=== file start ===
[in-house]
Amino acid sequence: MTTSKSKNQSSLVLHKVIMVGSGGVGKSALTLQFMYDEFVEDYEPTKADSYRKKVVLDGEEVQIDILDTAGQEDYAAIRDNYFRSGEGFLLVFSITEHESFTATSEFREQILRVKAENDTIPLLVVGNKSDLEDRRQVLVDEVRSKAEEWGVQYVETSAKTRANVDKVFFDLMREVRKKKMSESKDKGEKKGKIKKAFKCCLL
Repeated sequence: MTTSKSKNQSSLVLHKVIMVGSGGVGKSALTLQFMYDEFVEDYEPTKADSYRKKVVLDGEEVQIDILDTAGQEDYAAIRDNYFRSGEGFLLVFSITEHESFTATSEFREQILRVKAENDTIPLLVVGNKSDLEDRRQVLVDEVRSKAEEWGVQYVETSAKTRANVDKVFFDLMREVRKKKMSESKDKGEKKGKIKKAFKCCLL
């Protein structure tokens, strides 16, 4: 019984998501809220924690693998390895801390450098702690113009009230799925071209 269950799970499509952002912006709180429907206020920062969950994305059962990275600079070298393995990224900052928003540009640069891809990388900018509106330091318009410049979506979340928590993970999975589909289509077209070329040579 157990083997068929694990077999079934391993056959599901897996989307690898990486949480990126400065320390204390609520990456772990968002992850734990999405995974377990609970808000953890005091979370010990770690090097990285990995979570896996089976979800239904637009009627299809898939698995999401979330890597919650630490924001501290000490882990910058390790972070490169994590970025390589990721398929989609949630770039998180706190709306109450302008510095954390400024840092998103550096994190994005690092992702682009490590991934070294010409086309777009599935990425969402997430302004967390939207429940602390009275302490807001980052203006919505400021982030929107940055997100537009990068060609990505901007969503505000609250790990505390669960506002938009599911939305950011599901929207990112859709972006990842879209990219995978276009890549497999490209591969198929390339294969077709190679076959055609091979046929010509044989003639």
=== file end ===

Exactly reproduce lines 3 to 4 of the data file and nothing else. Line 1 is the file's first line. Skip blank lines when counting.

Repeated sequence: MTTSKSKNQSSLVLHKVIMVGSGGVGKSALTLQFMYDEFVEDYEPTKADSYRKKVVLDGEEVQIDILDTAGQEDYAAIRDNYFRSGEGFLLVFSITEHESFTATSEFREQILRVKAENDTIPLLVVGNKSDLEDRRQVLVDEVRSKAEEWGVQYVETSAKTRANVDKVFFDLMREVRKKKMSESKDKGEKKGKIKKAFKCCLL
């Protein structure tokens, strides 16, 4: 019984998501809220924690693998390895801390450098702690113009009230799925071209 269950799970499509952002912006709180429907206020920062969950994305059962990275600079070298393995990224900052928003540009640069891809990388900018509106330091318009410049979506979340928590993970999975589909289509077209070329040579 157990083997068929694990077999079934391993056959599901897996989307690898990486949480990126400065320390204390609520990456772990968002992850734990999405995974377990609970808000953890005091979370010990770690090097990285990995979570896996089976979800239904637009009627299809898939698995999401979330890597919650630490924001501290000490882990910058390790972070490169994590970025390589990721398929989609949630770039998180706190709306109450302008510095954390400024840092998103550096994190994005690092992702682009490590991934070294010409086309777009599935990425969402997430302004967390939207429940602390009275302490807001980052203006919505400021982030929107940055997100537009990068060609990505901007969503505000609250790990505390669960506002938009599911939305950011599901929207990112859709972006990842879209990219995978276009890549497999490209591969198929390339294969077709190679076959055609091979046929010509044989003639």